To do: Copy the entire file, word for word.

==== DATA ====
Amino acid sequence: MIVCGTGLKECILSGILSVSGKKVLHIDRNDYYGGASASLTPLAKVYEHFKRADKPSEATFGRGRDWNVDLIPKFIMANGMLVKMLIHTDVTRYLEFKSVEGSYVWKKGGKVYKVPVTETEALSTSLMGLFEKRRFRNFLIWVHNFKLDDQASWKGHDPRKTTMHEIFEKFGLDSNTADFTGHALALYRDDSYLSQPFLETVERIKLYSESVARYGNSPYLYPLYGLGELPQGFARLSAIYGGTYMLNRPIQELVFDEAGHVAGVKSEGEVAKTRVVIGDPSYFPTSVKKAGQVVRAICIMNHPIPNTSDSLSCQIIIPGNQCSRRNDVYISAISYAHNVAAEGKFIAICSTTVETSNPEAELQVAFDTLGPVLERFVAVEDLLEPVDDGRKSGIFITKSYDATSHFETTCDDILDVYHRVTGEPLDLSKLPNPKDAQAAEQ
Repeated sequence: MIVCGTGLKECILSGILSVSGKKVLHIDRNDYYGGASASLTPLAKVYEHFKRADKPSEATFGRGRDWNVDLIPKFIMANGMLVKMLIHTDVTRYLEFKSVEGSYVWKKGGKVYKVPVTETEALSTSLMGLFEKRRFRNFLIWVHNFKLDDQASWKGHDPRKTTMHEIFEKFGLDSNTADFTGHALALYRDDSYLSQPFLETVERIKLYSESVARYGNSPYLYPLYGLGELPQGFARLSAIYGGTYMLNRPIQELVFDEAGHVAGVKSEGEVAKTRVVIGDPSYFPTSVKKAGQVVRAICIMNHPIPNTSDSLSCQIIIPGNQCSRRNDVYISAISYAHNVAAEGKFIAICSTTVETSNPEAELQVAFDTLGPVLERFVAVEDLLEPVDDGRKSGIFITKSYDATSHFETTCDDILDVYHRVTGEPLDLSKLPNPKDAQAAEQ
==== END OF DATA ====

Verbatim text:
Amino acid sequence: MIVCGTGLKECILSGILSVSGKKVLHIDRNDYYGGASASLTPLAKVYEHFKRADKPSEATFGRGRDWNVDLIPKFIMANGMLVKMLIHTDVTRYLEFKSVEGSYVWKKGGKVYKVPVTETEALSTSLMGLFEKRRFRNFLIWVHNFKLDDQASWKGHDPRKTTMHEIFEKFGLDSNTADFTGHALALYRDDSYLSQPFLETVERIKLYSESVARYGNSPYLYPLYGLGELPQGFARLSAIYGGTYMLNRPIQELVFDEAGHVAGVKSEGEVAKTRVVIGDPSYFPTSVKKAGQVVRAICIMNHPIPNTSDSLSCQIIIPGNQCSRRNDVYISAISYAHNVAAEGKFIAICSTTVETSNPEAELQVAFDTLGPVLERFVAVEDLLEPVDDGRKSGIFITKSYDATSHFETTCDDILDVYHRVTGEPLDLSKLPNPKDAQAAEQ
Repeated sequence: MIVCGTGLKECILSGILSVSGKKVLHIDRNDYYGGASASLTPLAKVYEHFKRADKPSEATFGRGRDWNVDLIPKFIMANGMLVKMLIHTDVTRYLEFKSVEGSYVWKKGGKVYKVPVTETEALSTSLMGLFEKRRFRNFLIWVHNFKLDDQASWKGHDPRKTTMHEIFEKFGLDSNTADFTGHALALYRDDSYLSQPFLETVERIKLYSESVARYGNSPYLYPLYGLGELPQGFARLSAIYGGTYMLNRPIQELVFDEAGHVAGVKSEGEVAKTRVVIGDPSYFPTSVKKAGQVVRAICIMNHPIPNTSDSLSCQIIIPGNQCSRRNDVYISAISYAHNVAAEGKFIAICSTTVETSNPEAELQVAFDTLGPVLERFVAVEDLLEPVDDGRKSGIFITKSYDATSHFETTCDDILDVYHRVTGEPLDLSKLPNPKDAQAAEQ